So over the course of yesterday and today I laid out and cut the front panel for the cabin on the Lady Jane. This was a tricky bit of work, as it was set at an angle, intersecting a curve on the top and bottom of the piece and the two triangles at the side. None of the sides intersected the rest of the boat at right angles or even just simple angles; these were compound angles with curves thrown in for good measure.
While I was talking to some of the people at Fisheries Supply, I described how i was going to do this and realized that this wasn’t your average bit of knowledge; the kind of 2-D to 3-D geometry and layout I had learned in my steel shipfitting apprenticeship seemed to be a mystery to most.
So, I’ve decided to detail exactly how to do this.
Here’s the hole we need to fit the plywood panel into.
The top and bottom pieces are curved, so the panel will have some shape to it and neither the top or the bottom are straight as a result of this shape and the angles involved. The sides are straight, where they intersect the 3/8 thick triangles on each side.
To start off, I swiped my wife’s dressmaking tape measure and measured the arc of the top and bottom pieces. The top piece measured 46 3/4″ and the bottom piece measured 22″. I decided to go with 22 ‘brakes’ in the pieces. So, first i found the centerline of the top and bottom pieces. I then made a mark every one inch on the bottom piece, and every 2 inches on the top piece.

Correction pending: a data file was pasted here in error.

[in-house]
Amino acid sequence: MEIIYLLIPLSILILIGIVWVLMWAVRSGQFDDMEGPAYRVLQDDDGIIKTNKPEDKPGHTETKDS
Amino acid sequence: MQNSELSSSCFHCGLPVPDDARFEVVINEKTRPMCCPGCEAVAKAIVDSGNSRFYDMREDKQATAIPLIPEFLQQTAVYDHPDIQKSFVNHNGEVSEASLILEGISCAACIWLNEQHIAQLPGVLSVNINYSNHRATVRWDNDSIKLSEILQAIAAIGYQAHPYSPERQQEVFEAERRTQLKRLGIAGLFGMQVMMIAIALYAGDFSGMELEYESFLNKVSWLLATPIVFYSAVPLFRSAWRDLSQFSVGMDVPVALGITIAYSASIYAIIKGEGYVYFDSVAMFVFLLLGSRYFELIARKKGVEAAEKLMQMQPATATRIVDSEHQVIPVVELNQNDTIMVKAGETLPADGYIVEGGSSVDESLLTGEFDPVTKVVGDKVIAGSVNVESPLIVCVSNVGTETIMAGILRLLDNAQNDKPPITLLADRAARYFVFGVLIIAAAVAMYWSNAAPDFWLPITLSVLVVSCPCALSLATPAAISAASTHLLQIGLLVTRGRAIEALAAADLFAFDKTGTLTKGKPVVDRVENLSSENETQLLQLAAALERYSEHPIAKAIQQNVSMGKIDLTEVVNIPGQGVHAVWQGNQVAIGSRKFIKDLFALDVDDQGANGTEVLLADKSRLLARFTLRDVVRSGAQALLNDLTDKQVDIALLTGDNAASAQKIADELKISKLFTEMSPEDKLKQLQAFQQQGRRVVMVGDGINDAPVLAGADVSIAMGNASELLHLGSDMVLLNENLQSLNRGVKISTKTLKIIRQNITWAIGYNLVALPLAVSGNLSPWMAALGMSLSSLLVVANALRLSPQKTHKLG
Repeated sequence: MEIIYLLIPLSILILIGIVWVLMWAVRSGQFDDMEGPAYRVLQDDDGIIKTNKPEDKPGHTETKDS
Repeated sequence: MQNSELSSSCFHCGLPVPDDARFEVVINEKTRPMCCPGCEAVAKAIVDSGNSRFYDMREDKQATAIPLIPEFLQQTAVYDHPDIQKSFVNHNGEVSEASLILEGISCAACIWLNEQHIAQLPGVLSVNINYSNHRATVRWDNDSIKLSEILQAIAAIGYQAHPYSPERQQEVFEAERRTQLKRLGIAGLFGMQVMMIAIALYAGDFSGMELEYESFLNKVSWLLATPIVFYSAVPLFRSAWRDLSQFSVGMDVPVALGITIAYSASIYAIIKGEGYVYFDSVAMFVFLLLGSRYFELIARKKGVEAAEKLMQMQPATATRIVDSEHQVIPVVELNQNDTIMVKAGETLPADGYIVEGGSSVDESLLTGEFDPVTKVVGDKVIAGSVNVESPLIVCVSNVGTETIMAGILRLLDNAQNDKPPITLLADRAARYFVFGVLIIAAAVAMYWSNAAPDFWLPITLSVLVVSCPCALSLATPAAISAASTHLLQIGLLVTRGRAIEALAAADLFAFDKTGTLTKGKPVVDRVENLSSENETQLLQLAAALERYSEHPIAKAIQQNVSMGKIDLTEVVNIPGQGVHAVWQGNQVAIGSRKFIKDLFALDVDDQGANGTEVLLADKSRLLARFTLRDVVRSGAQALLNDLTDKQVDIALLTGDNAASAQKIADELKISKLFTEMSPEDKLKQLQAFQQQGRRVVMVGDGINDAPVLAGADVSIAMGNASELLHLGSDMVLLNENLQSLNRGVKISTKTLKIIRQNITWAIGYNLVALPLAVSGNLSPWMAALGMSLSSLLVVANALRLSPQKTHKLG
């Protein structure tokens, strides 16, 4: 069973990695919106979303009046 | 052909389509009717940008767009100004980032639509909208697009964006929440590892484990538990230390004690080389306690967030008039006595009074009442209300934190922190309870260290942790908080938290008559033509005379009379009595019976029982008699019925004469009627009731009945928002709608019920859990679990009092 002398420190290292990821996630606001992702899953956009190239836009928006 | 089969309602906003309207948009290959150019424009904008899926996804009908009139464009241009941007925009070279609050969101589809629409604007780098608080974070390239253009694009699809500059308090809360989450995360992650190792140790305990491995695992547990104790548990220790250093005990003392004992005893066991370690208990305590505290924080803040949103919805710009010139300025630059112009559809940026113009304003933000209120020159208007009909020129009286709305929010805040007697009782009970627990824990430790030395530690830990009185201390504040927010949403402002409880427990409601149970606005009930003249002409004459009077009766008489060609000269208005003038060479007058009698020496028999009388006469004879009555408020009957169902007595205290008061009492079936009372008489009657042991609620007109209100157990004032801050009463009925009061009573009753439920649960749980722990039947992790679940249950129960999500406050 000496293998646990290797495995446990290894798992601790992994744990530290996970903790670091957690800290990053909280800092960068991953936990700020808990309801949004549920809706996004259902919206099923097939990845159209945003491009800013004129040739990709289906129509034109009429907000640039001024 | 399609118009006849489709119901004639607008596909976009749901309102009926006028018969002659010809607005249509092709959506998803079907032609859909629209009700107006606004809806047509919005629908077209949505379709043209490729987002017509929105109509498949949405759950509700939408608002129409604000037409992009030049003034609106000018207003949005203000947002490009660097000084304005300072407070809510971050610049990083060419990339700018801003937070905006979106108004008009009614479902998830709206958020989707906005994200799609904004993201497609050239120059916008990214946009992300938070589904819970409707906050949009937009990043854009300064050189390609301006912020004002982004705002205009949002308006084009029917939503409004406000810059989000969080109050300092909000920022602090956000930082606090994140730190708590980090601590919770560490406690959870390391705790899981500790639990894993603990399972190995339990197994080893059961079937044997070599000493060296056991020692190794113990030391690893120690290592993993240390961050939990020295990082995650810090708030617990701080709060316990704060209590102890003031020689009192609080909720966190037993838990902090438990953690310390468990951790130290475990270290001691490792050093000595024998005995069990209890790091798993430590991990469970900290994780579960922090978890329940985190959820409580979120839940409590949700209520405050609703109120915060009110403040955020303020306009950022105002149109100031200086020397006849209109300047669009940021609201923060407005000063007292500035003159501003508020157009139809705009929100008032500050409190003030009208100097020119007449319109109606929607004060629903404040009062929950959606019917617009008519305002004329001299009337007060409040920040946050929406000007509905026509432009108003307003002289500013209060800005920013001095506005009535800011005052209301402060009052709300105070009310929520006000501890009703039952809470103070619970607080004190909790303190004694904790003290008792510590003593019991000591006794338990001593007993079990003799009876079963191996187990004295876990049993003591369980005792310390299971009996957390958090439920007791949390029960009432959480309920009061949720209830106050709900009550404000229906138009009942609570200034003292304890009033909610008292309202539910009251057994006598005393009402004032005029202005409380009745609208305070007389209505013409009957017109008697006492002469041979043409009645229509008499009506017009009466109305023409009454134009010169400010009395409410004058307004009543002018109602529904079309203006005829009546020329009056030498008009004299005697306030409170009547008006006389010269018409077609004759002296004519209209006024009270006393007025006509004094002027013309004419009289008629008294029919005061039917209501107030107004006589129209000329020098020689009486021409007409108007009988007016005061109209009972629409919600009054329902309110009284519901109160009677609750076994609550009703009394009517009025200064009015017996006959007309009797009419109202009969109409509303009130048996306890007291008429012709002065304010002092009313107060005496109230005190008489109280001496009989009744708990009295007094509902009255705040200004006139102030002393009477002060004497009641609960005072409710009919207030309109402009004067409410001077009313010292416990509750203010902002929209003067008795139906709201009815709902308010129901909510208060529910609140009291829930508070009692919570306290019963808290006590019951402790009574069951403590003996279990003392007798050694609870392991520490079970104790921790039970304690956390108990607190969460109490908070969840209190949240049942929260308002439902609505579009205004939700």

On the bottom, smaller edge these were labeled A, B, C, and so on.
On the top piece, these were labeled AA, BB, CC, DD, and so on.
The centerline was Point L on the bottom, and Point LL on the top.
Because marine plywood wasn’t cheap, and this is a tedious bit of layout where one mistake in a hundred step process ruins the piece, I decided to do the layout on a piece of template plywood, then transfer it to the good stuff once I had test fit it.
Now, to start. I struck a line perpendicular to the edge. on this line, about an inch from the edge I made a point and labeled it LL. I then set trammel points to the distance from LL to L and transferred this measurement to the line. it is important that the long edge and point LL be on the end closest to the edge, as the edge will curve away from this edge.
I then had to set my trammel to the distance from L to KK, transfer this, then from L to MM, transfer this, then from K to KK, and from M to MM, and so on, and so on. Essentually, we’re converting the curve into a series of triangles; similar to how they render shapes in some video games. once these triangles are all laid out flat, we’ll know what size and shape our piece needs to be to fit the hole once it is wrapped around the curve and in place.
Here’s a few pictures of the process:
As you can see, a bit tedious, and a ton of steps.
If this were a piece of steel, the lines A to AA thru W to WW would be ‘break lines’ and would be bumped in the press brake to put a slight bend in the plate. these ‘breaks’ would then approximate the curve.
It all came out in the end. here’s the template:
And here it is, piece cut and installed in the boat. I’m using a trick I learned from Michael Storer’s Oz racer plans, and using duck tape to hold the piece in part while the epoxy fillets on the backside cure.
I hope I made this clear. Feel free to ask any questions in the comments and I’ll elaborate if i have to.